Design, Consistency, and Access
Building on previous sections, the next consideration is the collection of design choices that affect our students’ experience. When students encounter our modules, will they be able to navigate and make sense of the structures we have put in place?
As instructors putting our course content online, we make a few big choices about module design as well as a host of tiny ones, perhaps without even realizing it! Two elements to consider as we make those choices are consistency and access.
As we build our modules and make design choices, we’re going to try to approach that work from the perspective of Universal Design for Learning, or UDL.
Watch this short video about UDL from our colleagues at AHEAD Ireland.
UDL is based on the idea that we should anticipate the diversity that our learners will bring to the course and plan access points that work for all learners. Thus, good course design reduces barriers to learning so ALL of our students can access our online courses. This has implications for your module design.
Consider this very reading, the one you are reading right now about designing modules, as an example.
- How many access points to this information have been provided?
- Have any users been left out?
- Can you think of other design choices we could have made to make this reading even more accessible to more users?
Providing accommodations for students with disabilities is common practice in online classrooms. However, it is possible to greatly reduce the need for accommodations in your classroom by making design choices that are more inclusive from the start.
Consider these suggestions from Vanderbilt’s Student Access Office:
- Caption videos and transcribe audio content, remembering to edit machine-created captions.
- Narrate as much visual content as feasible when creating videos or presenting via Zoom.
- Share documents as Word files to increase readability with assistive software, using accessible authoring practices.
- When creating scans of print material (books, articles, etc.), please be sure to press down on the book spine and/or close the lid of the scanner to ensure that the text is not curved in the resulting scan. Curved text is not able to be converted into machine-readable text.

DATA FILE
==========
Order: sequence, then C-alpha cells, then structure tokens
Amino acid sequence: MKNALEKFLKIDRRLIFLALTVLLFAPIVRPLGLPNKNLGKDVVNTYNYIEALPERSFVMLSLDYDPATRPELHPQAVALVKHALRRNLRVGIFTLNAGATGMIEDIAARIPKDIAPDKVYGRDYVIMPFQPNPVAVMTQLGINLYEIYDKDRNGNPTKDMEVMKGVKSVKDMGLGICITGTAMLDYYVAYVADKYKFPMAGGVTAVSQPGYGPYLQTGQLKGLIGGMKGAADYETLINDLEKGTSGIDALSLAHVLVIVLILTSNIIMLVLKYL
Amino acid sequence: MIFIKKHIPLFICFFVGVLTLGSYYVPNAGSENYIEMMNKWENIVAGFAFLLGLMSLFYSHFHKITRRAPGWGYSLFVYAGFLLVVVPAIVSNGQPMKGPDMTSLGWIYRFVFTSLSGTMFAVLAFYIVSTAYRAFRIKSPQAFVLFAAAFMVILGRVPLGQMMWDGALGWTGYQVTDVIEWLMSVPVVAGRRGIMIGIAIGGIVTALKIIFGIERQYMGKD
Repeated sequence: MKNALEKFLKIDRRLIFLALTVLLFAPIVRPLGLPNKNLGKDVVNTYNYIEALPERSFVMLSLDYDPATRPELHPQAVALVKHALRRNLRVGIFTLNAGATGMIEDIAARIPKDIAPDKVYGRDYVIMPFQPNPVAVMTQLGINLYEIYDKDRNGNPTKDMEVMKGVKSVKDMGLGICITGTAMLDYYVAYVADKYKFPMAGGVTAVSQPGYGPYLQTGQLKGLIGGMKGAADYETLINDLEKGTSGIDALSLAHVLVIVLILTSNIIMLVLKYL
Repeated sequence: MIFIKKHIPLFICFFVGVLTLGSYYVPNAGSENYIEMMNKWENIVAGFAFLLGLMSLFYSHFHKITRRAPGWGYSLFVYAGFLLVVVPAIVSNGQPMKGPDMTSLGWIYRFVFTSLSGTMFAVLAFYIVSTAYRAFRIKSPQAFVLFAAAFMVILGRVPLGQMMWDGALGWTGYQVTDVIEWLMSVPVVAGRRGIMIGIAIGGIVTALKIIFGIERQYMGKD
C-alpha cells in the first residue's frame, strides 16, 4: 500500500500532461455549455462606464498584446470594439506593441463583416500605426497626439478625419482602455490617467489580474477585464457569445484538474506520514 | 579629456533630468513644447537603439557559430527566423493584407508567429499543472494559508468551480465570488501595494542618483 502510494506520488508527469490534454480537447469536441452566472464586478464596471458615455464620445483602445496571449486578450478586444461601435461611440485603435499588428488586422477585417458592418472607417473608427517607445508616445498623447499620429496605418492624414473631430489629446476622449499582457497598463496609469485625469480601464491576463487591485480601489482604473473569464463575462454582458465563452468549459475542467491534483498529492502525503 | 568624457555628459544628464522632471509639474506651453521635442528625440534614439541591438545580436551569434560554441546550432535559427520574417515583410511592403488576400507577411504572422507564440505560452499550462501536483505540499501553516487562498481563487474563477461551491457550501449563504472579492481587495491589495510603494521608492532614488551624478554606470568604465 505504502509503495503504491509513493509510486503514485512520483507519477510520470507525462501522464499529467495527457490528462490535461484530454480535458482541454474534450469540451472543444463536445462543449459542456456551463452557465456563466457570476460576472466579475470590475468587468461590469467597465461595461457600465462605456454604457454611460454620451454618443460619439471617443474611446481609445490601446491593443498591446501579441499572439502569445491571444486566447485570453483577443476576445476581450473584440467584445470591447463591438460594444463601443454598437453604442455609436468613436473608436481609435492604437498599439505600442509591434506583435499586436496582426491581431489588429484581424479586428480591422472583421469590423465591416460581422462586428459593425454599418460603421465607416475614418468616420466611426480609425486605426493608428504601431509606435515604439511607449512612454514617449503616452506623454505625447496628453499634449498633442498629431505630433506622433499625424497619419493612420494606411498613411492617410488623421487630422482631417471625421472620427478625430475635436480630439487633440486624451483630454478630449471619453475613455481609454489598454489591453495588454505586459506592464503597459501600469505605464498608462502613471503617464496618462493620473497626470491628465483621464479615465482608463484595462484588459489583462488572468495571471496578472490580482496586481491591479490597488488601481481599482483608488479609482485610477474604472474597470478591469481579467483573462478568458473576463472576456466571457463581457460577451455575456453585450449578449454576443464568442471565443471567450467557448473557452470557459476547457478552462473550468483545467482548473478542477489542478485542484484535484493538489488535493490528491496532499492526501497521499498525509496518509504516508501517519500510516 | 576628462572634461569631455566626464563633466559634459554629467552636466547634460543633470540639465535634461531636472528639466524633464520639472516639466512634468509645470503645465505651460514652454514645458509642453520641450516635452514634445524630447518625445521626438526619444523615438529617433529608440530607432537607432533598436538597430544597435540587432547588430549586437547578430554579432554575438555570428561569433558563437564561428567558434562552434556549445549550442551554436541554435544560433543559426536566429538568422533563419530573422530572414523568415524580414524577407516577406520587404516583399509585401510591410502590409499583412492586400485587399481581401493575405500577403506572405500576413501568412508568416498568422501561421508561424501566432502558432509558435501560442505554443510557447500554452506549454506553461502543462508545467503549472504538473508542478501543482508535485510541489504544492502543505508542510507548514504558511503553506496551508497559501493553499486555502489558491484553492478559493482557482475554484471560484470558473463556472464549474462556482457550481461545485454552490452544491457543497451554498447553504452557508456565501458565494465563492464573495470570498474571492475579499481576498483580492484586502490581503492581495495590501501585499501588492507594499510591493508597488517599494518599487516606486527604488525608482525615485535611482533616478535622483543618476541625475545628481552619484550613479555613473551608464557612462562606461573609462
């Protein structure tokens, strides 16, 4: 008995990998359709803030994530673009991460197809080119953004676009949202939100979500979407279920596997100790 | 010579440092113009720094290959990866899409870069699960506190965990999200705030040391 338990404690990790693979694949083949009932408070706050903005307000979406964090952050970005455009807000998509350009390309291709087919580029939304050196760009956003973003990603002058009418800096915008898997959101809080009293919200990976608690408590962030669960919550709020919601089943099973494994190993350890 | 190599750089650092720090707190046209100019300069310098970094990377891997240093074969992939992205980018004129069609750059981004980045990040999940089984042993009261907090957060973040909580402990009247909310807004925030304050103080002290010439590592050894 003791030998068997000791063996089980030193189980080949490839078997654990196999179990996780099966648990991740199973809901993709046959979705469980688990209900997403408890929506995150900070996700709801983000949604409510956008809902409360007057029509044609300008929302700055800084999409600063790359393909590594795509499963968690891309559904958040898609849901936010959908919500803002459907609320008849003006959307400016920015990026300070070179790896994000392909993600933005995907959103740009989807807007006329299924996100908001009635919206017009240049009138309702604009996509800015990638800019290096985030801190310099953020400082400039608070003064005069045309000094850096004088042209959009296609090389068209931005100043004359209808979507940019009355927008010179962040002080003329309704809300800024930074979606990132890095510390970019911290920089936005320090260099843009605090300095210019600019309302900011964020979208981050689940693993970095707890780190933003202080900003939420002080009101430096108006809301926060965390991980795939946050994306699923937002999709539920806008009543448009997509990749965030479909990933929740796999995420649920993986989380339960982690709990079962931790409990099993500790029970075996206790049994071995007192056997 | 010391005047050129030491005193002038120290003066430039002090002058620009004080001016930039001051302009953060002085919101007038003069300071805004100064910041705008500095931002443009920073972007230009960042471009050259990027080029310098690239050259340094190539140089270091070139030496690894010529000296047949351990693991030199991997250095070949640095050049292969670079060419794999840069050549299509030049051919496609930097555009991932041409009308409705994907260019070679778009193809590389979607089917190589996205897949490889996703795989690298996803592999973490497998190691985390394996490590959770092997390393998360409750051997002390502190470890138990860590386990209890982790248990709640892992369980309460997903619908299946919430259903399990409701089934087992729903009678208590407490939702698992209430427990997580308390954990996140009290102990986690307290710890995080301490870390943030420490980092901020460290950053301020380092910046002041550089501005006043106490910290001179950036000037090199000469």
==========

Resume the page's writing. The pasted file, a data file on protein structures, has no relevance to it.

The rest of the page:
These are just a few of the suggestions provided. You can find the rest as well as other useful information here.
For more information about some of the key ways Brightspace enables access online, check out this blog post with more extensive recommendations for accessible module design practices.
Among other factors, clarity and consistency are foundational to building a course with UDL principles in mind.
This post describes consistency as having four elements:
- Naming Conventions
Are your modules and activities clearly labeled with titles that clearly explain what it is and how students should engage with it?
- Layout, Location, and Ordering
Do students always go to the same place to access the same kinds of assignments? Is it clear when things begin and when they are due? Are the modules organized systematically? Is stuff easy to find?
Will students get a sense that some things are always due on Tuesdays at midnight? Live class meetings always on Wednesdays at 3pm? Will they be able to get into a learning routine? How are you creating expectations for when things happen and then living up to those expectations?
- Text, Icons, Color, Formats
Have you considered how the course looks? Are your formatting and style elements consistent and accessible to all students?
While we’re on the topic of style elements…
If you will be creating your own design elements or using lots of images in your course, it’s important to ensure that you are not using copyrighted images or graphics that belong to someone else. Many of the design elements in this site, such as the icons for modules and action steps, those elements were created by Rhett McDaniel, the CFT’s Assistant Director for Digital Media. However, even if you are not a professional graphic designer, you can create or find some very cool stuff using online tools.
For public domain and creative commons licensed images, try:
- Library of Congress
- And the Creative Commons image search in Flickr
If you are looking for tools to create or edit your design elements, try:
In these two videos, Rhett McDaniel walks viewers through how to use Microsoft Word to create design elements and how to find copyright-free images for online courses.
The Jean & Alexander Heard Libraries have resources on copyright for Vanderbilt users here if you would like to explore that more.
For accessibility, be sure when you are uploading photos and other images to add alt-text into the description area, so that screen readers can appropriately describe what your images contain for those who cannot see them.
Bookmark this Brightspace support page on accessibility so you can return to it later when you need it.
Reflect on this question: Considering the tentative module structure you sketched out in the previous section, how will you adjust or add to your module structure based on the principles in this section?
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